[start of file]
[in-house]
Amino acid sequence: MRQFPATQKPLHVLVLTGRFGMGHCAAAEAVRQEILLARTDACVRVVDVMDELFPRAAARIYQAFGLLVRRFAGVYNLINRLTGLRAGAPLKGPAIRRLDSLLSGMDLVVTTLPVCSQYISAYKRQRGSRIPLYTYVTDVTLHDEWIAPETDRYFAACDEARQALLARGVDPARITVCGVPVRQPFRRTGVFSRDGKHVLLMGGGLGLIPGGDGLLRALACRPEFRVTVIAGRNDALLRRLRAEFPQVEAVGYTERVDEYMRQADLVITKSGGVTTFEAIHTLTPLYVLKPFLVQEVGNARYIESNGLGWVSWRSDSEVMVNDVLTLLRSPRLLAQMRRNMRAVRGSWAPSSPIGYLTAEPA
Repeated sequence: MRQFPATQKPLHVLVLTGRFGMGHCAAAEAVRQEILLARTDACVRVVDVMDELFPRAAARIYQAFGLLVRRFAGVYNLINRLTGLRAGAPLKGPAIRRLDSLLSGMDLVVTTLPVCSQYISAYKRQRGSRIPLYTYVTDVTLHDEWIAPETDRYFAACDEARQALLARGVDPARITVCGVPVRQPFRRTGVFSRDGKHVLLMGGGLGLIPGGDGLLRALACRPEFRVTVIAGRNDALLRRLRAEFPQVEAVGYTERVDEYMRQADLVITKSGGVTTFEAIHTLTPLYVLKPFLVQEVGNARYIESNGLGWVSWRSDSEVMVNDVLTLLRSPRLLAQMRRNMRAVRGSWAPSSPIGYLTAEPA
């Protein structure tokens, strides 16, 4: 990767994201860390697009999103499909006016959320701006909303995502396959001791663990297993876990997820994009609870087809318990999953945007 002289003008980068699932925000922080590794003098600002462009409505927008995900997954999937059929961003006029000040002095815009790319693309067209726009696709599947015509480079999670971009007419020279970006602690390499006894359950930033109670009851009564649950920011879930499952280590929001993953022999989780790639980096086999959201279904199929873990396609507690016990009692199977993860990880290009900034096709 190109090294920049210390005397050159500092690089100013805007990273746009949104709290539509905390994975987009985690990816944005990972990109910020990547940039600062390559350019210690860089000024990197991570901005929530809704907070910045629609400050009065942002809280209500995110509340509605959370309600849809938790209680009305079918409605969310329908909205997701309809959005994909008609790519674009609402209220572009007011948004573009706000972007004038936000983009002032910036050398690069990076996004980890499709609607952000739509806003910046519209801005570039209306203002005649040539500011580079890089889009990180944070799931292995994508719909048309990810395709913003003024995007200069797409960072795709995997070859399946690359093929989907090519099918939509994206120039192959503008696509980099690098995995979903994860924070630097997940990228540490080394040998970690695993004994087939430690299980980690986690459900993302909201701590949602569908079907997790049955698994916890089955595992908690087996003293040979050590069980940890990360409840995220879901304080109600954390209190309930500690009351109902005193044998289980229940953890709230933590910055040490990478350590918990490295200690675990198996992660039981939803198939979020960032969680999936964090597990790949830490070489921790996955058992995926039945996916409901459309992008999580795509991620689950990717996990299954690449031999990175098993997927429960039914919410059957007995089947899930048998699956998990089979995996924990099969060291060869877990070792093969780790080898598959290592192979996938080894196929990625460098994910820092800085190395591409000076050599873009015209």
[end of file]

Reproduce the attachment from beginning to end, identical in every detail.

[in-house]
Amino acid sequence: MRQFPATQKPLHVLVLTGRFGMGHCAAAEAVRQEILLARTDACVRVVDVMDELFPRAAARIYQAFGLLVRRFAGVYNLINRLTGLRAGAPLKGPAIRRLDSLLSGMDLVVTTLPVCSQYISAYKRQRGSRIPLYTYVTDVTLHDEWIAPETDRYFAACDEARQALLARGVDPARITVCGVPVRQPFRRTGVFSRDGKHVLLMGGGLGLIPGGDGLLRALACRPEFRVTVIAGRNDALLRRLRAEFPQVEAVGYTERVDEYMRQADLVITKSGGVTTFEAIHTLTPLYVLKPFLVQEVGNARYIESNGLGWVSWRSDSEVMVNDVLTLLRSPRLLAQMRRNMRAVRGSWAPSSPIGYLTAEPA
Repeated sequence: MRQFPATQKPLHVLVLTGRFGMGHCAAAEAVRQEILLARTDACVRVVDVMDELFPRAAARIYQAFGLLVRRFAGVYNLINRLTGLRAGAPLKGPAIRRLDSLLSGMDLVVTTLPVCSQYISAYKRQRGSRIPLYTYVTDVTLHDEWIAPETDRYFAACDEARQALLARGVDPARITVCGVPVRQPFRRTGVFSRDGKHVLLMGGGLGLIPGGDGLLRALACRPEFRVTVIAGRNDALLRRLRAEFPQVEAVGYTERVDEYMRQADLVITKSGGVTTFEAIHTLTPLYVLKPFLVQEVGNARYIESNGLGWVSWRSDSEVMVNDVLTLLRSPRLLAQMRRNMRAVRGSWAPSSPIGYLTAEPA
């Protein structure tokens, strides 16, 4: 990767994201860390697009999103499909006016959320701006909303995502396959001791663990297993876990997820994009609870087809318990999953945007 002289003008980068699932925000922080590794003098600002462009409505927008995900997954999937059929961003006029000040002095815009790319693309067209726009696709599947015509480079999670971009007419020279970006602690390499006894359950930033109670009851009564649950920011879930499952280590929001993953022999989780790639980096086999959201279904199929873990396609507690016990009692199977993860990880290009900034096709 190109090294920049210390005397050159500092690089100013805007990273746009949104709290539509905390994975987009985690990816944005990972990109910020990547940039600062390559350019210690860089000024990197991570901005929530809704907070910045629609400050009065942002809280209500995110509340509605959370309600849809938790209680009305079918409605969310329908909205997701309809959005994909008609790519674009609402209220572009007011948004573009706000972007004038936000983009002032910036050398690069990076996004980890499709609607952000739509806003910046519209801005570039209306203002005649040539500011580079890089889009990180944070799931292995994508719909048309990810395709913003003024995007200069797409960072795709995997070859399946690359093929989907090519099918939509994206120039192959503008696509980099690098995995979903994860924070630097997940990228540490080394040998970690695993004994087939430690299980980690986690459900993302909201701590949602569908079907997790049955698994916890089955595992908690087996003293040979050590069980940890990360409840995220879901304080109600954390209190309930500690009351109902005193044998289980229940953890709230933590910055040490990478350590918990490295200690675990198996992660039981939803198939979020960032969680999936964090597990790949830490070489921790996955058992995926039945996916409901459309992008999580795509991620689950990717996990299954690449031999990175098993997927429960039914919410059957007995089947899930048998699956998990089979995996924990099969060291060869877990070792093969780790080898598959290592192979996938080894196929990625460098994910820092800085190395591409000076050599873009015209």